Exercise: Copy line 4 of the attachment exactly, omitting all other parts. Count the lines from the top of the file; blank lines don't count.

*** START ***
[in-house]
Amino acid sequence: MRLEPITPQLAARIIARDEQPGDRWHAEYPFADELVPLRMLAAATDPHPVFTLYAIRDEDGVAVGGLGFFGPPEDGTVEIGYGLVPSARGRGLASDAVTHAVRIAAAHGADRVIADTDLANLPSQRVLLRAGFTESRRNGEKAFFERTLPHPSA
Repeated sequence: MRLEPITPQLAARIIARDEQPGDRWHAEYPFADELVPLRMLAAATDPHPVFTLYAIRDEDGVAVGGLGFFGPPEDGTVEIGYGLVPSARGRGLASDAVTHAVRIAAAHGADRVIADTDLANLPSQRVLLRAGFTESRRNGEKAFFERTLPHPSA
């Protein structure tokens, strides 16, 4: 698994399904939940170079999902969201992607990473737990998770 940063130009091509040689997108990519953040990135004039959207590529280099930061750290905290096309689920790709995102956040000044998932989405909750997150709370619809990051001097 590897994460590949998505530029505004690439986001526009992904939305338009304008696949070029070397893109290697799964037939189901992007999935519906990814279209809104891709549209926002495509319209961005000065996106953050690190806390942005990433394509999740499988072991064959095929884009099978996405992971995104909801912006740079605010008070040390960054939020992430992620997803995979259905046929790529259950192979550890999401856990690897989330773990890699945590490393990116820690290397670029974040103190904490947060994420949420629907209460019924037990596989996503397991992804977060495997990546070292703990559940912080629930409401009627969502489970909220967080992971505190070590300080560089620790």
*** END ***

């Protein structure tokens, strides 16, 4: 698994399904939940170079999902969201992607990473737990998770 940063130009091509040689997108990519953040990135004039959207590529280099930061750290905290096309689920790709995102956040000044998932989405909750997150709370619809990051001097 590897994460590949998505530029505004690439986001526009992904939305338009304008696949070029070397893109290697799964037939189901992007999935519906990814279209809104891709549209926002495509319209961005000065996106953050690190806390942005990433394509999740499988072991064959095929884009099978996405992971995104909801912006740079605010008070040390960054939020992430992620997803995979259905046929790529259950192979550890999401856990690897989330773990890699945590490393990116820690290397670029974040103190904490947060994420949420629907209460019924037990596989996503397991992804977060495997990546070292703990559940912080629930409401009627969502489970909220967080992971505190070590300080560089620790």